THE Education Secretary last night said schools should ban smartphones as there had to be a zone in children’s lives where they are “free from that technology”.
In a major intervention for the first time, Damian Hinds said while he wouldn’t enforce a national ban as some pupils may need a handset, schools that took action would have the Government’s “strong support”.
The cabinet minister said he had serious fears about under threes spending too much time in front of screens as well as growing worries about cyberbullying and the impact of children seeing “perfect” lives and bodies online.
“I think they get in the way of education, and I think actually having a zone in children’s lives where they are free of that technology is good for them in many many ways. I firmly believe they should just not be on their phones in school and so I strongly support schools that ban phones.”
But he refused the temptation to implement an official ban like has happened in France.
He went on: “When people ask me if I am going to follow the French model and impose a national ban I say no.
“Headteachers know best how to run their schools and how to achieve the objectives they want without unintended consequences. We have given teachers the power to confiscate phones where necessary and to investigate cyberbullying that goes on beyond the school gates.”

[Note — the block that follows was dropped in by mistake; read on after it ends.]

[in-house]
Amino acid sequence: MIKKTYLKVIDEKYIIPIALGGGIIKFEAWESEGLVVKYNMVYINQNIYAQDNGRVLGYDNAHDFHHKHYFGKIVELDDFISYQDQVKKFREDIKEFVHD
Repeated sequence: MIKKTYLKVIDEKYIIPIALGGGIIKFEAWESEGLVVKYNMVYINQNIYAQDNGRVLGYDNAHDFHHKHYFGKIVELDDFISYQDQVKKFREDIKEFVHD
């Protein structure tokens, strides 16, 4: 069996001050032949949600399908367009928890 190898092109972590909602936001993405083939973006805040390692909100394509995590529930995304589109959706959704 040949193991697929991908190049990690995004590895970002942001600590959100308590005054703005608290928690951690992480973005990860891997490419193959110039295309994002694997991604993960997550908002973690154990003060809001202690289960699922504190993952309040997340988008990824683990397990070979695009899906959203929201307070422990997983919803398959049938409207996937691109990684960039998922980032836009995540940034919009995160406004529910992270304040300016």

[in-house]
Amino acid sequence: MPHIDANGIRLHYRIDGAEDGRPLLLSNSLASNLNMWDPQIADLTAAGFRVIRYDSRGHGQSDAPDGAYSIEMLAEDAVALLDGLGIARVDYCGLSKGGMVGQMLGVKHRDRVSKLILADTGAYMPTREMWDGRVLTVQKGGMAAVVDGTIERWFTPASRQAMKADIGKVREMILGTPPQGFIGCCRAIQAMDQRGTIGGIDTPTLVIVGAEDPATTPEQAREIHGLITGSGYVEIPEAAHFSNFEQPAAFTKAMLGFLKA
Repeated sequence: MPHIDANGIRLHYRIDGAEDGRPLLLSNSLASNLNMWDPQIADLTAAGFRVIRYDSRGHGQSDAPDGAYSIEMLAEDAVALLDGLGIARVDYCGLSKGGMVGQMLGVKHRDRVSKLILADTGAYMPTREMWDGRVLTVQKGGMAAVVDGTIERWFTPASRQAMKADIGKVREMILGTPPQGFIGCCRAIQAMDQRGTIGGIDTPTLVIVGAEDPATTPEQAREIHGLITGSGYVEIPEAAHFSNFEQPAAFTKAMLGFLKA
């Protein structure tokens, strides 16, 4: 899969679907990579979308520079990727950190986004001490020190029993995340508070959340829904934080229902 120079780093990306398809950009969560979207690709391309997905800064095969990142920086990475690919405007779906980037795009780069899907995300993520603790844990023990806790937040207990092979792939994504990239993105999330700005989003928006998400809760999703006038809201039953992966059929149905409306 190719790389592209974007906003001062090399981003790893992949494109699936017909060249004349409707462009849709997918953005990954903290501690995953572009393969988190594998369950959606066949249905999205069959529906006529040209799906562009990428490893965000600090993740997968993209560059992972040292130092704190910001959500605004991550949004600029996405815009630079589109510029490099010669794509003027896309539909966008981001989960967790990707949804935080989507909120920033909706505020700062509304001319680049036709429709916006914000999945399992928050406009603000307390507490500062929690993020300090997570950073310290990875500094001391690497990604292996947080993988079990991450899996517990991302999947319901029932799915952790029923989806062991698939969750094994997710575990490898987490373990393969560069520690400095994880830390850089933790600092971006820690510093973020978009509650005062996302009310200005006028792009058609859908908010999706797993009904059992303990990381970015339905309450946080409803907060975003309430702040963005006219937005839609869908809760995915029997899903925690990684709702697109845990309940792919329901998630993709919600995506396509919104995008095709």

Quizzed further on whether children are being “weaned” on mobile devices, he added: “Different parents do different things. I’m not going to tell parents what to do.
“But I have visited nurseries and spoken to staff about kids who are having far too much screen time too early on and of course that’s a worry.”
And he called on tech giants to make it easier for parents to control what their children are seeing.
He added: “Parents do set limits on these devices.
One really important thing is that the makers of devices and the runners of software need to make it easy.
“Because it isn’t always straightforward to know how to restrict access to certain content, how to limit time. And we need to make sure that in all cases it is to empower parents.”
The Education Secretary also blasted Labour plans to scrap the free schools scheme if they won power.
He said Jeremy Corbyn’s plan to impose a “common rulebook” on all schools was “dangerous control freakery” and would put politicians in charge of schools instead of teachers.